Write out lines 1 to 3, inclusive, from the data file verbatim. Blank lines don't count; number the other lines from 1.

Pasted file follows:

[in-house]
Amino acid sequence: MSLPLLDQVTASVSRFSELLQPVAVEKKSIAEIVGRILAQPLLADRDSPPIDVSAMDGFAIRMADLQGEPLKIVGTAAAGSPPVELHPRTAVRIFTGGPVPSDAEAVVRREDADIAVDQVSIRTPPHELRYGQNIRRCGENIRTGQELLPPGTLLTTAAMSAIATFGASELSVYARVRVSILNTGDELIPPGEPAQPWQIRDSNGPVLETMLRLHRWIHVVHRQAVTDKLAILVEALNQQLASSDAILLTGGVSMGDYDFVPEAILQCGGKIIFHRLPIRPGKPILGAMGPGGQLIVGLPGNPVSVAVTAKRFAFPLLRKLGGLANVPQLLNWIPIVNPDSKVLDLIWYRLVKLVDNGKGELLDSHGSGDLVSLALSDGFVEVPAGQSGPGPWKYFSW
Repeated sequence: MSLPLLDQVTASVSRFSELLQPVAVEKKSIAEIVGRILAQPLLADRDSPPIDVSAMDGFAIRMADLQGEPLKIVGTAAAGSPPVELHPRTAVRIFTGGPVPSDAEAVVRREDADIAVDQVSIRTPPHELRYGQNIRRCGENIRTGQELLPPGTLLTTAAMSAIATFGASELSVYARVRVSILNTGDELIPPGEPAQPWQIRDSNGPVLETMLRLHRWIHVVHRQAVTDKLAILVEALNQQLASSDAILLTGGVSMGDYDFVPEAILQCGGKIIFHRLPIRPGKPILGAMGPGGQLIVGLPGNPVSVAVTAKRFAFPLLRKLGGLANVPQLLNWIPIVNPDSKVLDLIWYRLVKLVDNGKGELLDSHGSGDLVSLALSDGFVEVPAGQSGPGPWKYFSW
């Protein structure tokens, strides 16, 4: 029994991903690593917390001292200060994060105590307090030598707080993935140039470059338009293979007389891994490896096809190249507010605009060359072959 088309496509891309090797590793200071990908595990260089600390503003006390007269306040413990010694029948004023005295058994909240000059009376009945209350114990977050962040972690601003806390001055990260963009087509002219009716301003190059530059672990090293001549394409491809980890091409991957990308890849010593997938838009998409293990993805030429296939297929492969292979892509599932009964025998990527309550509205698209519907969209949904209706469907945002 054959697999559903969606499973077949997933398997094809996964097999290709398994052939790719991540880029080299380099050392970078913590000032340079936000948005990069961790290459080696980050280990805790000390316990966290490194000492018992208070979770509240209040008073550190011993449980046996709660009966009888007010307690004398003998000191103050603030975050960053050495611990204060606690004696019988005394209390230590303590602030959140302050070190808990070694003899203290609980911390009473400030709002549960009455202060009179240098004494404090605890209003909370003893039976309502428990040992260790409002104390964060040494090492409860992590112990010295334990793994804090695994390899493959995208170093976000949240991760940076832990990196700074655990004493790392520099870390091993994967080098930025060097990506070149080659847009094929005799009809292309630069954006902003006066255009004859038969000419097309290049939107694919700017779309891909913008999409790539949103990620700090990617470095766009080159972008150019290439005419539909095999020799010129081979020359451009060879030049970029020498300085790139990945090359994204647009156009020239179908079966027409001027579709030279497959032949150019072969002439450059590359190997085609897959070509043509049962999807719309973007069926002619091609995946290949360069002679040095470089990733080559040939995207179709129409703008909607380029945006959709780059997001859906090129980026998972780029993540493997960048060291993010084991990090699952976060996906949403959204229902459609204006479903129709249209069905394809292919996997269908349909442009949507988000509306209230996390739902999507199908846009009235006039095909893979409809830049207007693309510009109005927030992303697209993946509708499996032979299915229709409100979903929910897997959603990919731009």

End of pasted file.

[in-house]
Amino acid sequence: MSLPLLDQVTASVSRFSELLQPVAVEKKSIAEIVGRILAQPLLADRDSPPIDVSAMDGFAIRMADLQGEPLKIVGTAAAGSPPVELHPRTAVRIFTGGPVPSDAEAVVRREDADIAVDQVSIRTPPHELRYGQNIRRCGENIRTGQELLPPGTLLTTAAMSAIATFGASELSVYARVRVSILNTGDELIPPGEPAQPWQIRDSNGPVLETMLRLHRWIHVVHRQAVTDKLAILVEALNQQLASSDAILLTGGVSMGDYDFVPEAILQCGGKIIFHRLPIRPGKPILGAMGPGGQLIVGLPGNPVSVAVTAKRFAFPLLRKLGGLANVPQLLNWIPIVNPDSKVLDLIWYRLVKLVDNGKGELLDSHGSGDLVSLALSDGFVEVPAGQSGPGPWKYFSW
Repeated sequence: MSLPLLDQVTASVSRFSELLQPVAVEKKSIAEIVGRILAQPLLADRDSPPIDVSAMDGFAIRMADLQGEPLKIVGTAAAGSPPVELHPRTAVRIFTGGPVPSDAEAVVRREDADIAVDQVSIRTPPHELRYGQNIRRCGENIRTGQELLPPGTLLTTAAMSAIATFGASELSVYARVRVSILNTGDELIPPGEPAQPWQIRDSNGPVLETMLRLHRWIHVVHRQAVTDKLAILVEALNQQLASSDAILLTGGVSMGDYDFVPEAILQCGGKIIFHRLPIRPGKPILGAMGPGGQLIVGLPGNPVSVAVTAKRFAFPLLRKLGGLANVPQLLNWIPIVNPDSKVLDLIWYRLVKLVDNGKGELLDSHGSGDLVSLALSDGFVEVPAGQSGPGPWKYFSW